Abstract: The legal system is often defined by its reactive nature, where the legal framework for technological innovation is established by regulation and ex post legitimacy control in the state courts. However, new digital platforms, Internet transactions and regulation-averse technologies such as the blockchain are confounding existing legal conceptualisations, structures and governance models. It is clear that traditional legal methods are unable to perceive the complex phenomena related to legal digitalisation. However, it is unclear how the normative nature of legal scholarship could accommodate this need. In her presentation, Koulu presents the work of the University of Helsinki Legal Tech Lab and sketches possible ways forward by introducing algorithmic fairness as a potential collaborative effort.
prof. Eero Hyvönen

Tutorial: Introduction to Semantic Web and Linked Open Data
Immediately after Riikka Koulu's presentation, Eero Hyvönen will present a gentle two hour tutorial 11:00-13:00 on Linked Data and Semantic Web, a set of web technologies that have become increasingly popular as a basis in Digital Humanities research and applications. The tutorial is based on material presented originally as part of an European Commission ESTP course "Introduction to Linked Open Data" explaining the fundamental ideas behind the Semantic Web and Linked Data, as well as giving an overview of standards and software in use in this fascinating field.

This occasion also celebrates the publication of the first textbook in Finnish about the topic, with an emphasis on Cultural Heritage applications: E. Hyvönen: Semanttinen Web - Linkitetyn avoimen datan käsikirja, Gaudeamus, 271pp., 2018.

18.5. 4 prof. Michael Mathioudakis Chair: Algorithmic Data Science for SSH Applications
Title: Echo Chambers on Social Media
Abstract: Echo chambers, i.e., situations where one is exposed only to opinions that agree with their own, are an increasing concern for the political discourse in many democratic countries. In this session, we'll discuss the phenomenon of political echo chambers on social media. In particular, we'll discuss recent work that attempts to quantify the degree to which the phenomenon is present on social media and study the role played by different types of users.
7.6. 4

Kiran Garimella

Title: Using Internet Advertising Data for Demographic Research
Abstract: Social networks like Facebook and LinkedIn provide audience estimates to help advertisers target their products better. In this talk, I will present our work on using such audience estimate data to study two problems of interest to demographers and social scientists: 1. Migration, and 2. Gender gap.

First, I will show how we can use Facebook data for advertisers to study the levels of assimilation of Arabic-speaking migrants in Germany, as seen through the interests they express online. Our results indicate a gradient of assimilation along demographic lines, language spoken and country of origin. Given the difficulty to collect timely migration data, in particular for traits related to cultural assimilation, the methods that we develop and the results that we provide open new lines of research that computational social scientists are well-positioned to address.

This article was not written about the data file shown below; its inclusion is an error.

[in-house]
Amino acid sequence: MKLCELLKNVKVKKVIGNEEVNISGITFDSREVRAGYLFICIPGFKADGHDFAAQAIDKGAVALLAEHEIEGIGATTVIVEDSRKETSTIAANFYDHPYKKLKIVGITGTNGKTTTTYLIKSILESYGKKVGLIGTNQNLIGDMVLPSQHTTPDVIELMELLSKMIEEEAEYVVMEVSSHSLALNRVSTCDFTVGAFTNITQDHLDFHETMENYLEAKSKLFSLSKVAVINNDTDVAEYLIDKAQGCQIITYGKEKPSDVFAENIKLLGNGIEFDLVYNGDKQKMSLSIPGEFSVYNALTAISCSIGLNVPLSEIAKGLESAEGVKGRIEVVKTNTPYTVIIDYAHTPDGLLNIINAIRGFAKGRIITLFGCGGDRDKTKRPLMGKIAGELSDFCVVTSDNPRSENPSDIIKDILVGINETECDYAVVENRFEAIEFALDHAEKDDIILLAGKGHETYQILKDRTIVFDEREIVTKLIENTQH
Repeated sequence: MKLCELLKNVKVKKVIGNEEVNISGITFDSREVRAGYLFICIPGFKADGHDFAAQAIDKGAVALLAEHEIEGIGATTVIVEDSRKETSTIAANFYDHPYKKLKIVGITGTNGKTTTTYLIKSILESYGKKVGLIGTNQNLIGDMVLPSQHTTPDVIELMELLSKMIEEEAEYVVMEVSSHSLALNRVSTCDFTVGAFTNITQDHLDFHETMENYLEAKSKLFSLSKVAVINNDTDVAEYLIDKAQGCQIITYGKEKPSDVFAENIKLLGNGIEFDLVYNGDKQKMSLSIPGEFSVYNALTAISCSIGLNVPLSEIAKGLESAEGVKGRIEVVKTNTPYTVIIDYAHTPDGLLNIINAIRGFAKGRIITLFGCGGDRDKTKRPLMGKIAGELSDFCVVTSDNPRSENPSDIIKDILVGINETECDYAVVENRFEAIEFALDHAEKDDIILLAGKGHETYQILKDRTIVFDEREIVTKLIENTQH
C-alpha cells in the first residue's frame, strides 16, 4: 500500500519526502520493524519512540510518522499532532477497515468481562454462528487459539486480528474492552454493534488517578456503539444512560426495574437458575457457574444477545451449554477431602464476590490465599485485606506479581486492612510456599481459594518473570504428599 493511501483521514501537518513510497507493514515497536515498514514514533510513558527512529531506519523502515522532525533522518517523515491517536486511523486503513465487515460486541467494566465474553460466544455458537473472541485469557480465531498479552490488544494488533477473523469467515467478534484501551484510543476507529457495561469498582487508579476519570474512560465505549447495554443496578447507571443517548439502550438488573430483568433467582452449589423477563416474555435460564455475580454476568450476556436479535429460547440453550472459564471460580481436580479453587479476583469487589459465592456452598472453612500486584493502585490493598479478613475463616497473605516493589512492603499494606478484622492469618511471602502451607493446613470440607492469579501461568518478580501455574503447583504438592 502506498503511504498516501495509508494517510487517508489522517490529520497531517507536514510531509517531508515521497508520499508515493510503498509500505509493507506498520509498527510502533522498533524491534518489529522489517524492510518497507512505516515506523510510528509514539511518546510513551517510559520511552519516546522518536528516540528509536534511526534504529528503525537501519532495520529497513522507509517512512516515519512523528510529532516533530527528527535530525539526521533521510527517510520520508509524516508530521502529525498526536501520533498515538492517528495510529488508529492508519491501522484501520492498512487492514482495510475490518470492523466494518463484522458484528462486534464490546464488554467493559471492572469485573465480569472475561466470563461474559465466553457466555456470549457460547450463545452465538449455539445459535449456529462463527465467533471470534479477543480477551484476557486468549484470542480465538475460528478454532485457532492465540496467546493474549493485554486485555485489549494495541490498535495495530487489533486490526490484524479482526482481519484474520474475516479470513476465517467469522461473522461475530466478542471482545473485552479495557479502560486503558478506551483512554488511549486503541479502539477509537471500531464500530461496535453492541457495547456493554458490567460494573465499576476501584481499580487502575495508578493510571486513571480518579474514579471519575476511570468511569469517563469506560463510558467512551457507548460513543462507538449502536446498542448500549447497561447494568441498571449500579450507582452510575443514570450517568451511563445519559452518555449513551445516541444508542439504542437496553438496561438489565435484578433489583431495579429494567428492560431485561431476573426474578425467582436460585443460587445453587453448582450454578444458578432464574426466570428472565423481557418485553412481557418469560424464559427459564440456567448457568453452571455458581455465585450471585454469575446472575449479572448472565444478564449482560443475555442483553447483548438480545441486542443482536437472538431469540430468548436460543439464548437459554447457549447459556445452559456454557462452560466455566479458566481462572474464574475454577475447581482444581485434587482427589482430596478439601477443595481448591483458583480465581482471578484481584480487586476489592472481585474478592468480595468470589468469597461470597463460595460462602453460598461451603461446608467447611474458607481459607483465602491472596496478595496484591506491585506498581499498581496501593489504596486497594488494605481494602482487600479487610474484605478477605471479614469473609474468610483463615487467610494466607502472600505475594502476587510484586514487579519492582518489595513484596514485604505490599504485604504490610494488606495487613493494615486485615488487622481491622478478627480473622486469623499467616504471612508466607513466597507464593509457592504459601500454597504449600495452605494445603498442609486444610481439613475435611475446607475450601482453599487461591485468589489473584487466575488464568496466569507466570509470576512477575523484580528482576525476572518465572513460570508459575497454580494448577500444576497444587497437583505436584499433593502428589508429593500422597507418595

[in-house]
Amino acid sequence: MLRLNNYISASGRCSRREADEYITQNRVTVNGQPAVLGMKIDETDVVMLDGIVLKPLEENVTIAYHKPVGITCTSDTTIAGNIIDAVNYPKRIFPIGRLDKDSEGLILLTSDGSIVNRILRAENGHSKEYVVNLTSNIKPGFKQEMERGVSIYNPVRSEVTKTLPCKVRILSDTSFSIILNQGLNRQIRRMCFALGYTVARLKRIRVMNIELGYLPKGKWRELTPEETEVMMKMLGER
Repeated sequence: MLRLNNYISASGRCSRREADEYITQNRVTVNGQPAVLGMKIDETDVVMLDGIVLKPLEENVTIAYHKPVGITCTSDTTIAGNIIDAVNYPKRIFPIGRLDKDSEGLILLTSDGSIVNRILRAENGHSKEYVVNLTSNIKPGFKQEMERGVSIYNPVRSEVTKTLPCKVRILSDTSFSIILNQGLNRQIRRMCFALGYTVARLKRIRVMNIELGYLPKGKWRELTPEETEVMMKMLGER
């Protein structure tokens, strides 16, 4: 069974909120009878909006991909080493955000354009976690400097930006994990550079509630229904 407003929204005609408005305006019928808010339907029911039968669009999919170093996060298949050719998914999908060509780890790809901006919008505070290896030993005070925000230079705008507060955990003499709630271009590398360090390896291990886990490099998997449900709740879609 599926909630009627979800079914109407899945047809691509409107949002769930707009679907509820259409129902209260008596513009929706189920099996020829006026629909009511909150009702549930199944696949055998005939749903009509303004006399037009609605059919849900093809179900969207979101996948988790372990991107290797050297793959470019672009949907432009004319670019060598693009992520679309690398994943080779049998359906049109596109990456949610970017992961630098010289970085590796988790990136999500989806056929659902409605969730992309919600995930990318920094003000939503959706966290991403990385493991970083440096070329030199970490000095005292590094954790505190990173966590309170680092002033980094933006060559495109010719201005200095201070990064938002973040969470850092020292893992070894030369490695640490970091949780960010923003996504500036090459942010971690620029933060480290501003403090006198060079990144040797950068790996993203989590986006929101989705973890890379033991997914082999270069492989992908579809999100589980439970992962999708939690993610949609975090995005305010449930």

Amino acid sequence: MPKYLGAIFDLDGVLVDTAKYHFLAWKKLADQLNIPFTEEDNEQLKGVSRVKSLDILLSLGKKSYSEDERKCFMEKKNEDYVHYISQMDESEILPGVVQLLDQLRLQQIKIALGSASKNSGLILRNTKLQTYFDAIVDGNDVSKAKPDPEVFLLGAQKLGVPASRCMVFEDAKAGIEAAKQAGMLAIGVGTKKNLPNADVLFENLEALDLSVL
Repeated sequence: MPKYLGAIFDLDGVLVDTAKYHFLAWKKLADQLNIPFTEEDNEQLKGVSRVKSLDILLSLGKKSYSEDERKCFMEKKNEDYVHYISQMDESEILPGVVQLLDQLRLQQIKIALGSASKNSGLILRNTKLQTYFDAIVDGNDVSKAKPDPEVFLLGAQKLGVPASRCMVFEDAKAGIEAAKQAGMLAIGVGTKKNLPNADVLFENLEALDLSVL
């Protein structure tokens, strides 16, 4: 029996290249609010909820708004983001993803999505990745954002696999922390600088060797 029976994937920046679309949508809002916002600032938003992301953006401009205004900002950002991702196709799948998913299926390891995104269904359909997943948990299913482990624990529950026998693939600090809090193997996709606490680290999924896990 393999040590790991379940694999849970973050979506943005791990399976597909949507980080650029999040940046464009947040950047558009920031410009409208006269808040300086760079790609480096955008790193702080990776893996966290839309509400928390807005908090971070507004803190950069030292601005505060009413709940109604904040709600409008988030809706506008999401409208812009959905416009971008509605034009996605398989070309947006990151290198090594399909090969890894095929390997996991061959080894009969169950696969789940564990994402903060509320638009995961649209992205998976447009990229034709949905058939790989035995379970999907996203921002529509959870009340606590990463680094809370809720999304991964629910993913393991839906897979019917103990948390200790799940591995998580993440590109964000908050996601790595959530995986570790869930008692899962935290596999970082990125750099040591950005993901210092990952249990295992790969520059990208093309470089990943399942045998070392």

Next, I will switch gears and show the how we use LinkedIn data to understand gender gaps in the US. We study gender trends in employment across various dimensions in the United States by analyzing anonymous, aggregate statistics that were extracted from LinkedIn’s advertising platform. The data contains the number of male and female LinkedIn users with respect to (i) location, (ii) age, (iii) industry and (iv) certain skills. We studied which of these categories correlate the most with high relative male or female presence on LinkedIn. In addition to examining the summary statistics of the LinkedIn data, we model the gender balance as a function of the different employee features using linear regression. Our results suggest that the gender gap, as measured using LinkedIn data, varies across all feature types, but the differences are most profound among industries and skills. A high correlation between gender ratios of people in our LinkedIn data set, and data provided by the US Bureau of Labor Statistics, serves as external validation for our results.

*** Please register already on Tuesday 5th June at the latest to get free coffee! ***


18.12.2017 DARIAH-FI Workshop

Topic: DARIAH is a pan-european infrastructure for arts and humanities scholars working with computational methods, one of the large EU level ERICs (European Research Infrastructure Consortium) . It supports digital research as well as the teaching of digital research methods. University of Helsinki (2017) and Aalto University (2016) are co-operative partners of DARIAH. This means that doors are open to everybody in these universities participate in DARIAH activities, such as the workgroups. For example, HELDIG is already active in the groups "GeoHumanities" and "Analysing and Linking Biographical Data". The DARIAH-FI Workshop discusses what does DARIAH EU offer to us, and why should we take part in this ERIC for humanities.
Targeted audience: Researchers interested in EU collaborations within DARIAH
Presenters: Several presenters, including Sally Chambers for DARIAH-EU